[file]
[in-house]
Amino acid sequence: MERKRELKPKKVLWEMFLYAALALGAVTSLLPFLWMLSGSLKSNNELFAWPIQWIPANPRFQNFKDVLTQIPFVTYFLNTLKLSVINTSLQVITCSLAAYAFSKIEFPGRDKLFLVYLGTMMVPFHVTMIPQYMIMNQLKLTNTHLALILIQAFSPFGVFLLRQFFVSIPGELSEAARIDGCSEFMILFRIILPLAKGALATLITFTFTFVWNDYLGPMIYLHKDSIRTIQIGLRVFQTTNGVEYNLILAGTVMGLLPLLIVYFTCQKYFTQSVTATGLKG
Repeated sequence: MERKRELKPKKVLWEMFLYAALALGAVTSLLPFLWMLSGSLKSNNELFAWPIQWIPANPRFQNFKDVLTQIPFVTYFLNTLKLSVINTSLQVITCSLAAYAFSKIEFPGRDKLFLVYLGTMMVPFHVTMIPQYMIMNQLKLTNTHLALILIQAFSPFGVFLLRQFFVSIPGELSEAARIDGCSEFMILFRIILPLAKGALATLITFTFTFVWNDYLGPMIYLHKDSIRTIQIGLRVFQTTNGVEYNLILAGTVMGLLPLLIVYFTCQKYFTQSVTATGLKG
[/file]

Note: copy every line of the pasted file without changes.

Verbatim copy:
[in-house]
Amino acid sequence: MERKRELKPKKVLWEMFLYAALALGAVTSLLPFLWMLSGSLKSNNELFAWPIQWIPANPRFQNFKDVLTQIPFVTYFLNTLKLSVINTSLQVITCSLAAYAFSKIEFPGRDKLFLVYLGTMMVPFHVTMIPQYMIMNQLKLTNTHLALILIQAFSPFGVFLLRQFFVSIPGELSEAARIDGCSEFMILFRIILPLAKGALATLITFTFTFVWNDYLGPMIYLHKDSIRTIQIGLRVFQTTNGVEYNLILAGTVMGLLPLLIVYFTCQKYFTQSVTATGLKG
Repeated sequence: MERKRELKPKKVLWEMFLYAALALGAVTSLLPFLWMLSGSLKSNNELFAWPIQWIPANPRFQNFKDVLTQIPFVTYFLNTLKLSVINTSLQVITCSLAAYAFSKIEFPGRDKLFLVYLGTMMVPFHVTMIPQYMIMNQLKLTNTHLALILIQAFSPFGVFLLRQFFVSIPGELSEAARIDGCSEFMILFRIILPLAKGALATLITFTFTFVWNDYLGPMIYLHKDSIRTIQIGLRVFQTTNGVEYNLILAGTVMGLLPLLIVYFTCQKYFTQSVTATGLKG